Cooling Noise and Power
For my last few tests, rather than focusing on in game performance, I like to check out other aspects of video card performance. These are also the most important ways to differentiate the performance between cards that have the same GPU. To start things off I took a look at power usage.
For this, our new test setup utilizes the Nvidia-designed PCat v2 along with cables to handle both traditional 6 or 8-pin connections as well as the new 12VHPWR. The PCat also utilizes a PCIe adapter to measure any power going to the card through the PCIe slot so we can measure the video card wattage exclusively, not the entire system as we have done in the past. I test with a mix of applications to get both in game, synthetic benchmarks, and other workloads like Blender and AIDA64. Then everything is averaged together for our result. I also have the individual results for this specific card and I document the peak wattage result as well which is almost always Time Spy Extreme. The RX 7700 XT Pulse averaged 248 watts and peaked at 290 watts. This put it just above the RTX 3070 and 46 watts lower than the Radeon RX 7800 XT. For comparison, the RTX 3070 Ti that the RX 7700 XT Pulse outperformed in game averaging 308 watts but all of the newer RTX 4070s that are faster than the RX 7700 XT Pulse are down in the low 200 watts. So the RX 7700 XT Pulse is more efficient than last generation Nvidia cards but is behind the current generation.
With having exact peak wattage numbers when running Time Spy Extreme I was also able to put together a graph showing the total score for each watt that a card draws which gives us an interesting look at overall power efficiency in the popular and demanding benchmark. This paints the same pictures that I was just saying. The RX 7700 XT Pulse is just behind the 7800 XT in efficiency and ahead of the RX 7600 but when compared to what Nvidia has going on it is way ahead of any of the 3000 Series but behind even the lowest efficiency 4000 Series cards.
My next round of tests were looking at noise levels. These are especially important to me because I can’t stand to listen to my PC whirling. Especially when I’m not in game and other applications are using the GPU. For my testing, though I first tested with the fan cranked up to 100% to get an idea of how loud it can get, then again at 50% to get an idea of its range. At 50% fan speed the RX 7700 XT Pulse falls right in the middle of the cards tested at 41.7 dB but is down at the bottom of the chart at 100% fan speed which is interesting. At 100% fan speed the two fans were running at 2942 RPM which was also down on the low end of the charts which helps explain why it did so well.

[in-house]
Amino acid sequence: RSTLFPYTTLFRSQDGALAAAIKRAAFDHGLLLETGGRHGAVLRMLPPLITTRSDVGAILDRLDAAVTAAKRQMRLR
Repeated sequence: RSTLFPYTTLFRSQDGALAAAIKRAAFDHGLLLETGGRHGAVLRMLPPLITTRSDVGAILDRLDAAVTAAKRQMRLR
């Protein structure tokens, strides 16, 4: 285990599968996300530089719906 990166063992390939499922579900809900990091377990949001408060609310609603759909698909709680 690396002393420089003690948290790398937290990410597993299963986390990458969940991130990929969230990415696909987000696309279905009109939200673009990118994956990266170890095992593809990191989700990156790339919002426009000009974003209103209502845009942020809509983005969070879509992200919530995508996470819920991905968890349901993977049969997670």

I also take a look at noise performance while under load. For that when running AIDA64’s stress test I wait until the temperature of the card has leveled off and then measure how loud things are when the card is at its worst-case scenario with the stock fan profile. Here the RX 7700 XT Pulse didn’t do as well, in fact, it is up above the halfway point at 41.2 decibels which is close to what it did at 50% fan speed. That makes sense though, the RX 7700 XT Pulse was running at 47% fan speed when under load. Overall this is still a lot better than any of the reference cards including the 7800 XT which was up near the top of the chart. So while the RX 7700 XT Pulse isn’t a top performer, it is better than what a reference card would have done if AMD had made one.
To finish up my testing I of course had to check out the cooling performance. To do this I ran two different tests. I used AIDA64’s Stress Test run for a half-hour each to warm things up. Then I documented what temperature the GPU leveled out at with the stock fan profile and then again with the fans cranked up to 100%. With the stock profile, the RX 7700 XT Pulse ran at 55c which is better than I expected and down in the bottom end of the chart. This also tells us that the previous under-load noise levels could be improved with a small tweak to the fan profile. As for GPU Hotspot, with the stock fan profile that was warmer running at 91c. Crankng the fan speed up to 100% the RX 7700 XT Pulse ran cooler at 46c and the GPU Hotspot dropped down to 77c. This puts the delta between the stock fan profile and 100% fan speed at 9c meaning there is plenty of room left in the cooler if needed but to do that you will have to sacrifice even more noise. I personally would likely be adjusting it the other way and letting the card run a little warmer to have the fans run a little quieter while in game.
While running the stock fan profile testing I also took the time to get a few thermal images so we could see what is going on. The fan side of the 7700 XT Pulse with its plastic fan shroud doesn’t retain much of the heat generated in the fan shroud. Most of the heat on this side can be seen behind the fans and venting out the top and bottom of the card. The hottest spots on the fan sides reach up to 35.6c and as cool as 23.1c which is basically room temperature in my office. On the top edge, it runs at 32.3c and 34.1c on the ends but the center has most of the heat with the hottest spot at 45.6c which is still a lot lower than most cards. Then on the back, the metal backplate does pull some of the heat out as you can see with that running up to 43.4c itself. Then in the center with the cutout around the back of the GPU is the hottest area on the entire card at 58.2c.